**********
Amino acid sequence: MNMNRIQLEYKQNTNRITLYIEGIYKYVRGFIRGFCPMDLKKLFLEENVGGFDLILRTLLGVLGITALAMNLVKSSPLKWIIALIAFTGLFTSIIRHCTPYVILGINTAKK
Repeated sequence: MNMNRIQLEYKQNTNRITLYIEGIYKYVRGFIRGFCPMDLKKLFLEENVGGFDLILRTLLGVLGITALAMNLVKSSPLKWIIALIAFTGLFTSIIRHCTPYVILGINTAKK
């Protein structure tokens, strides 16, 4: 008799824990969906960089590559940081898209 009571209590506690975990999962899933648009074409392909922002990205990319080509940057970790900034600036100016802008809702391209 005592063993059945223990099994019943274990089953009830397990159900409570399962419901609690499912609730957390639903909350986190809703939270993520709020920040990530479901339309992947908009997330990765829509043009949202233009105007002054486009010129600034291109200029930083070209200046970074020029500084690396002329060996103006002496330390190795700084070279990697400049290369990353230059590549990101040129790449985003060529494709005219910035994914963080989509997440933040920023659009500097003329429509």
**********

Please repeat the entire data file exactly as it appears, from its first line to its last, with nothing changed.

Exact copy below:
Amino acid sequence: MNMNRIQLEYKQNTNRITLYIEGIYKYVRGFIRGFCPMDLKKLFLEENVGGFDLILRTLLGVLGITALAMNLVKSSPLKWIIALIAFTGLFTSIIRHCTPYVILGINTAKK
Repeated sequence: MNMNRIQLEYKQNTNRITLYIEGIYKYVRGFIRGFCPMDLKKLFLEENVGGFDLILRTLLGVLGITALAMNLVKSSPLKWIIALIAFTGLFTSIIRHCTPYVILGINTAKK
């Protein structure tokens, strides 16, 4: 008799824990969906960089590559940081898209 009571209590506690975990999962899933648009074409392909922002990205990319080509940057970790900034600036100016802008809702391209 005592063993059945223990099994019943274990089953009830397990159900409570399962419901609690499912609730957390639903909350986190809703939270993520709020920040990530479901339309992947908009997330990765829509043009949202233009105007002054486009010129600034291109200029930083070209200046970074020029500084690396002329060996103006002496330390190795700084070279990697400049290369990353230059590549990101040129790449985003060529494709005219910035994914963080989509997440933040920023659009500097003329429509």